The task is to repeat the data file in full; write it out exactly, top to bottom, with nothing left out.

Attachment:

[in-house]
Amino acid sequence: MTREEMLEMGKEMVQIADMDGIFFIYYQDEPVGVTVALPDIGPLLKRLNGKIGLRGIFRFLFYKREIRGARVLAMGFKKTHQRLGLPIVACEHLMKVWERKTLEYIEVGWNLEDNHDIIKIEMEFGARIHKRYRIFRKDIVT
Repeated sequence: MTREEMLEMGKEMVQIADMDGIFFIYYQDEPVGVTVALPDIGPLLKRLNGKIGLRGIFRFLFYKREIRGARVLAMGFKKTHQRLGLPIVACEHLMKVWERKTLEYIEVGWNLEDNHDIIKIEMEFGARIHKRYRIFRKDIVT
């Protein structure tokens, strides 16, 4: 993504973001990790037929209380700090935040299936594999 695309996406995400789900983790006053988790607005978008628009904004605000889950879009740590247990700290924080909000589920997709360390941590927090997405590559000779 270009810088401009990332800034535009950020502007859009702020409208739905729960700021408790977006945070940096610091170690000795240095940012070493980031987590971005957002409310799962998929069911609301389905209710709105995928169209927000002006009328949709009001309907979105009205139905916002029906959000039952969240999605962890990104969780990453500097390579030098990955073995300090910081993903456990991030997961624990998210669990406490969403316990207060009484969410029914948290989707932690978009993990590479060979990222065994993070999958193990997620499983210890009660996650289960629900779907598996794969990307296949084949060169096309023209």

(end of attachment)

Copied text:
[in-house]
Amino acid sequence: MTREEMLEMGKEMVQIADMDGIFFIYYQDEPVGVTVALPDIGPLLKRLNGKIGLRGIFRFLFYKREIRGARVLAMGFKKTHQRLGLPIVACEHLMKVWERKTLEYIEVGWNLEDNHDIIKIEMEFGARIHKRYRIFRKDIVT
Repeated sequence: MTREEMLEMGKEMVQIADMDGIFFIYYQDEPVGVTVALPDIGPLLKRLNGKIGLRGIFRFLFYKREIRGARVLAMGFKKTHQRLGLPIVACEHLMKVWERKTLEYIEVGWNLEDNHDIIKIEMEFGARIHKRYRIFRKDIVT
């Protein structure tokens, strides 16, 4: 993504973001990790037929209380700090935040299936594999 695309996406995400789900983790006053988790607005978008628009904004605000889950879009740590247990700290924080909000589920997709360390941590927090997405590559000779 270009810088401009990332800034535009950020502007859009702020409208739905729960700021408790977006945070940096610091170690000795240095940012070493980031987590971005957002409310799962998929069911609301389905209710709105995928169209927000002006009328949709009001309907979105009205139905916002029906959000039952969240999605962890990104969780990453500097390579030098990955073995300090910081993903456990991030997961624990998210669990406490969403316990207060009484969410029914948290989707932690978009993990590479060979990222065994993070999958193990997620499983210890009660996650289960629900779907598996794969990307296949084949060169096309023209």